June 25, 2012 at 5:31 PM ET
A team at the University of Maryland has blown away a long-standing (or long-hovering) record for human-powered flight. A Japanese team stayed aloft for 19 seconds in 1994, and no one has been able to do better until Thursday, when the Maryland team stayed aloft for 50 seconds. They fell just short, however, of the 60 seconds required to qualify for a decades-old $250,000 prize.
Gamera II is the name of the helicopter the team constructed in order to claim the Sikorsky prize, created in 1980 in memory of the helicopter pioneer Igor Sikorsky. The contest requires that the craft reach 3 meters of altitude — and that it stays there for a full minute.
The newest version of the craft weighs only 71 pounds, 30 less than the previous one, which stayed aloft for 11 seconds in 2011. Gamera II harvests power from arm movements as well as pedals, transmitting more power to the four large rotors. These and other improvements allowed the team to break the 18-year-old record and post a time of 50 seconds in the air at 2 feet up. Watch the video of that flight below:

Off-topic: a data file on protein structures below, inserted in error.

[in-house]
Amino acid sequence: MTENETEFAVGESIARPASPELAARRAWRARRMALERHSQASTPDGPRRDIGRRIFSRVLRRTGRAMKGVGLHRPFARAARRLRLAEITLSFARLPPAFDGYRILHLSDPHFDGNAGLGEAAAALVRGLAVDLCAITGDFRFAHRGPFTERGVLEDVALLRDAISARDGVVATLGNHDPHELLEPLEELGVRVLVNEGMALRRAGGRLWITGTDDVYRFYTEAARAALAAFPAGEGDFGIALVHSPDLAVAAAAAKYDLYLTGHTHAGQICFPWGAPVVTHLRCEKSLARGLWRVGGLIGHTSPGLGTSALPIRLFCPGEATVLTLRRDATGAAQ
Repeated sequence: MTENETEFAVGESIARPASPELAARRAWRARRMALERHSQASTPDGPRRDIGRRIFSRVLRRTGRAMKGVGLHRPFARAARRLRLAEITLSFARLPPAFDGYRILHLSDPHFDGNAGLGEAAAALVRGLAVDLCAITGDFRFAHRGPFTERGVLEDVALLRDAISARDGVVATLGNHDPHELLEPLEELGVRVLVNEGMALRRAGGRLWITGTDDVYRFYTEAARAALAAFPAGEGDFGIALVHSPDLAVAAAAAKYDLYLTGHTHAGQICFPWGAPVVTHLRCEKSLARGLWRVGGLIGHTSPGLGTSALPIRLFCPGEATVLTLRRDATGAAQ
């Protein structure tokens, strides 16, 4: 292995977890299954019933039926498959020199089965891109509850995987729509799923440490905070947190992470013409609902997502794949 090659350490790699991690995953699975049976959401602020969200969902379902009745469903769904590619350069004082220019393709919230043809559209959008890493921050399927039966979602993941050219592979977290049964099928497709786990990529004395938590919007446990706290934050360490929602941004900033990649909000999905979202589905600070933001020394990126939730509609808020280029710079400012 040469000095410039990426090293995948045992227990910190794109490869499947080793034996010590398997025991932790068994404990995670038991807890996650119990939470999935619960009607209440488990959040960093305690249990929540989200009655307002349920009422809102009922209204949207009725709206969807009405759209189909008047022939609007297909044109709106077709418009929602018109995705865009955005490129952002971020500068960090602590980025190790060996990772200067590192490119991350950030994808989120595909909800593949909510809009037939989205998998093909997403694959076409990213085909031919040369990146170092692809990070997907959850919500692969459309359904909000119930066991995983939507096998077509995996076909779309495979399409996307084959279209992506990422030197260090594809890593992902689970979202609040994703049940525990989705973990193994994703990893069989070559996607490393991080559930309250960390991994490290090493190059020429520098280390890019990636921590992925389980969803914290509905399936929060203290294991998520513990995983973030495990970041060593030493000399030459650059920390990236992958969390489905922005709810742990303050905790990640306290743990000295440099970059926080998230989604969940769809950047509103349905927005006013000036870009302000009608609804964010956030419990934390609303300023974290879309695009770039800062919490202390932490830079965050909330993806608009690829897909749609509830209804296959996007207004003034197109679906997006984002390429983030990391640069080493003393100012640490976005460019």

The team will continue to make attempts at the 60-second goal, though they would still need to go significantly higher to claim the prize money, even if they hit the minute mark. The solution is not as easy as simply pedaling harder. Gamera II takes advantage of an aerodynamic characteristic of low-altitude craft called ground effect, which reduces the energy needed to hover, and that advantage decreases the higher the craft goes.
The researchers from Maryland are not the only ones working on the problem: A private team called Atlas recently ran a successful Kickstarter campaign to raise some funding for their attempt on the Sikorsky prize. The requirements of the prize may be straightforward, but they are also extremely difficult, so chances are it will take some time and effort, not to mention money and materials, to make it happen.
Devin Coldewey is a contributing writer for msnbc.com. His personal website is coldewey.cc.